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TECHNOLOGY

Data Privacy and Navigation: How our personal data is used in Navigation Apps.

Data Privacy and Navigation: How our personal data is used in Navigation Apps. 39

By Anna Krzyzanowska, Product Manager, TomTom GO Navigation

The creation of satellite navigation allowed for a huge amount of freedom for drivers. Getting from A to B was made easy with hardware which contained a whole city’s worth of data on one small screen. The birth of the smartphone ushered in an era of hand-held navigation, with apps that connect to the internet to help us find our way, but with this came new challenges.

Traditional navigation hardware was made with one purpose, which is to navigate and direct. Smartphones come with an amalgamation of other features all running on top of one another which can be a cause for concern. Most of us are already aware that using certain services means that our data is being collected. But we tend to forget that some navigation apps can also be a part of this.

Navigation apps will use data, whether this be ‘internet data’ or a collection of more personal data, such as where you’re going and with whom. The mobile data used to download information and updates relies on an internet connection. Some popular navigation apps will use an average of 2.23MB of data for every hour that you’re on the road – and will also drain your battery while it’s running. Driver-centric navigation apps have created downloadable maps by country for this exact reason – this means you can easily travel with the app whether you’re at home or overseas.  While we do associate these apps with cellular data, we often forget the other data that these apps use – personal.

Privacy has been a trending topic for a few years now. Users trust companies to do the right thing with this data, however this isn’t always the case. Apps need to make a profit, and this is sometimes done through data. Targeted suggestions tend to come from this. Balancing convenience of these features, while still remaining respectful of users privacy can be a juggling act for most navigation apps.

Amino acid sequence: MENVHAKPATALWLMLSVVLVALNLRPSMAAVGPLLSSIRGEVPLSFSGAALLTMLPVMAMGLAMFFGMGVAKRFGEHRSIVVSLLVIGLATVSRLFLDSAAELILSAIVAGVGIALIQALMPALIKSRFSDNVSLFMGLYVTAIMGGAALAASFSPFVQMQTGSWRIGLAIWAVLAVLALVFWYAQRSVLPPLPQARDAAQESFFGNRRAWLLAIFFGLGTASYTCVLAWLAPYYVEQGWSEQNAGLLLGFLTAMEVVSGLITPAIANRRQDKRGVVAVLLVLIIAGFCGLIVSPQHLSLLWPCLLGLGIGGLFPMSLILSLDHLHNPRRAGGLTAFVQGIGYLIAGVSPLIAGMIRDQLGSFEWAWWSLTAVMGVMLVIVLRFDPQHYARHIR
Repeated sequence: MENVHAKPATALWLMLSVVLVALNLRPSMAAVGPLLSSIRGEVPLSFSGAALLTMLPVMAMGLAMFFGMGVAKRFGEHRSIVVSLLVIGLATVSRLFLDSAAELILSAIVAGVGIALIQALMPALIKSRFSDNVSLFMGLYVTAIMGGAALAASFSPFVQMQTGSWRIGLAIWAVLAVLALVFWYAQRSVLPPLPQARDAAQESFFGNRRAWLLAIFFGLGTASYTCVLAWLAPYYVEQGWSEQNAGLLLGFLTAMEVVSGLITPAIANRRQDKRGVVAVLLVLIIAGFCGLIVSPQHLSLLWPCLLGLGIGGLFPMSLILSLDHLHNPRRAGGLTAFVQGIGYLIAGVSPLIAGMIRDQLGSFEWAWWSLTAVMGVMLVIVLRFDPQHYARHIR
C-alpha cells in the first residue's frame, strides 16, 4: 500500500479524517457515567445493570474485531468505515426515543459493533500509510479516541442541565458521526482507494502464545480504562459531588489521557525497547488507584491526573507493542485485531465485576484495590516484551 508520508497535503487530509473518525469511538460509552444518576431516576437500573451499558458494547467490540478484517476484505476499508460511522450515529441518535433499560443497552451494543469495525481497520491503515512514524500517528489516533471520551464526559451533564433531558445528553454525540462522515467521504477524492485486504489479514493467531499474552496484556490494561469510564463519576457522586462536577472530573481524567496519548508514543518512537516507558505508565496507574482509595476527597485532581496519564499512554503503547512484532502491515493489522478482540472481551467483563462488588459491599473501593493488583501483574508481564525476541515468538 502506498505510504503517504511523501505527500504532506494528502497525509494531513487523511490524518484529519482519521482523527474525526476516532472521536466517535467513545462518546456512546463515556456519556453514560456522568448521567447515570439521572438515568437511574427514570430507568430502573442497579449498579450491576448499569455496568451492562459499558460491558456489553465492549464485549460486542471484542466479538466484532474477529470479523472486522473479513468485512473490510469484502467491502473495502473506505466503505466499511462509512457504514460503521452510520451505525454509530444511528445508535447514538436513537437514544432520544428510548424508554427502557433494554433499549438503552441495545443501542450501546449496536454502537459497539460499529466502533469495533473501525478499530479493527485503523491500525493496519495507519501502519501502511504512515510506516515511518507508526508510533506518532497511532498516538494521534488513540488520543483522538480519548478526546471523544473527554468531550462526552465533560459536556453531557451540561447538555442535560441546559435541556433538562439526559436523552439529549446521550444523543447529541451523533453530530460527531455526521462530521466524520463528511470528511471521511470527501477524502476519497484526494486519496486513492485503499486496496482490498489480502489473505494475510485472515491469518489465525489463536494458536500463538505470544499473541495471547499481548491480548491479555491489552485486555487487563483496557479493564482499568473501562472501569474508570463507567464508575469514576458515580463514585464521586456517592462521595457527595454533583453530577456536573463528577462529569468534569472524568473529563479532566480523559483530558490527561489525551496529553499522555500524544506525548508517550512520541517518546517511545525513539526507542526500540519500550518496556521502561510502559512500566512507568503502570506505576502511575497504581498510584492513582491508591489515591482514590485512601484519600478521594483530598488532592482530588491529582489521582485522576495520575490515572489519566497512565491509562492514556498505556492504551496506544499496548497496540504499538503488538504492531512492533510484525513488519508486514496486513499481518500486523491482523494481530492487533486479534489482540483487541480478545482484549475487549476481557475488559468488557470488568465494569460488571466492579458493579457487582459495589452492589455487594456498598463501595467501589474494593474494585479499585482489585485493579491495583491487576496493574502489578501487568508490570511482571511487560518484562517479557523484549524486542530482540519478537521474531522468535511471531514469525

Target ads also stem from this same system, this data is collected and then used to promote ads which link to your lifestyle. These navigation apps are also often linked to another larger company who use this data. Searched for ‘Movies near me’? You’ll most likely see some cinema ads appearing on your devices in the next few days. Some of these ads appear in the navigation app itself, which can be distracting and unsafe for drivers. So while our names may be anonymous, our lifestyles are not. We can choose to opt-out of certain things, however when you use these apps you’re agreeing to terms and conditions which you may not be so happy with once you read the fine print.

Not all of these navigation apps are the same. Apps which specialize in navigation, which are driver focused, tend to place a higher value on the privacy of their clients and take steps to ensure that this data is safe and completely anonymous. While some of these apps may require a subscription, it comes with the assurance that your data is safe and is not shared with any third parties. These types of apps don’t rely on targeted advertising or sharing your private information with other companies. The data used in our TomTom GO Navigation App is to provide drivers with the most accurate ETA’s on the market and to ensure you’re getting from A to B as efficiently as possible.

Through apps using this data ethically, you’re able to improve the driving experience while protecting your personal information. It allows us for a much higher level of control of data and this data is fully anonymized without permanent storage.

Overall, there seems to be a misconception that your data is, and should, be used, when in fact it’s the opposite. Tracking and collecting of personal data for advertising purposes should not be considered the norm. Personal privacy should be valued above all else and you shouldn’t be personally identifiable under any circumstances. This ethos is what should be considered innovative to these companies, not making money off users, but ensuring that their experience is seamless, and most importantly safe.

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